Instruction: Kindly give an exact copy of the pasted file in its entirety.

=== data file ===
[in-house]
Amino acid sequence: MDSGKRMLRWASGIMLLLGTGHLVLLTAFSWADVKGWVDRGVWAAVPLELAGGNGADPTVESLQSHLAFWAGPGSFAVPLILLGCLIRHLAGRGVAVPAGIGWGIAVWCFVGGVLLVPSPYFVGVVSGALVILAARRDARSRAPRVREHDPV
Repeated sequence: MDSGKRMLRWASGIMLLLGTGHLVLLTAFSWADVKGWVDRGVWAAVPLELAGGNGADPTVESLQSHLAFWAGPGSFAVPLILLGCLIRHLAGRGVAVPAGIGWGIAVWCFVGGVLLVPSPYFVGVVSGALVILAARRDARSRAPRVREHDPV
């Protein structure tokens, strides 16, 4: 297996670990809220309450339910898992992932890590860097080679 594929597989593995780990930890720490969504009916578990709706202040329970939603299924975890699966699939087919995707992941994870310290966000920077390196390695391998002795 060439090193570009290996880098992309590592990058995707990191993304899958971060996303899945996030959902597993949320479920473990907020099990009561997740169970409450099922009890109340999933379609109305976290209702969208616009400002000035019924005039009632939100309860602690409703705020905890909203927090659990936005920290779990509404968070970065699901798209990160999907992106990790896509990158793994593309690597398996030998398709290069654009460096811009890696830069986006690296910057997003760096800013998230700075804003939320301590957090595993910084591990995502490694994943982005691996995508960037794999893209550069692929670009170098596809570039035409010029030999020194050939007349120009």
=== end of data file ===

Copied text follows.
[in-house]
Amino acid sequence: MDSGKRMLRWASGIMLLLGTGHLVLLTAFSWADVKGWVDRGVWAAVPLELAGGNGADPTVESLQSHLAFWAGPGSFAVPLILLGCLIRHLAGRGVAVPAGIGWGIAVWCFVGGVLLVPSPYFVGVVSGALVILAARRDARSRAPRVREHDPV
Repeated sequence: MDSGKRMLRWASGIMLLLGTGHLVLLTAFSWADVKGWVDRGVWAAVPLELAGGNGADPTVESLQSHLAFWAGPGSFAVPLILLGCLIRHLAGRGVAVPAGIGWGIAVWCFVGGVLLVPSPYFVGVVSGALVILAARRDARSRAPRVREHDPV
């Protein structure tokens, strides 16, 4: 297996670990809220309450339910898992992932890590860097080679 594929597989593995780990930890720490969504009916578990709706202040329970939603299924975890699966699939087919995707992941994870310290966000920077390196390695391998002795 060439090193570009290996880098992309590592990058995707990191993304899958971060996303899945996030959902597993949320479920473990907020099990009561997740169970409450099922009890109340999933379609109305976290209702969208616009400002000035019924005039009632939100309860602690409703705020905890909203927090659990936005920290779990509404968070970065699901798209990160999907992106990790896509990158793994593309690597398996030998398709290069654009460096811009890696830069986006690296910057997003760096800013998230700075804003939320301590957090595993910084591990995502490694994943982005691996995508960037794999893209550069692929670009170098596809570039035409010029030999020194050939007349120009």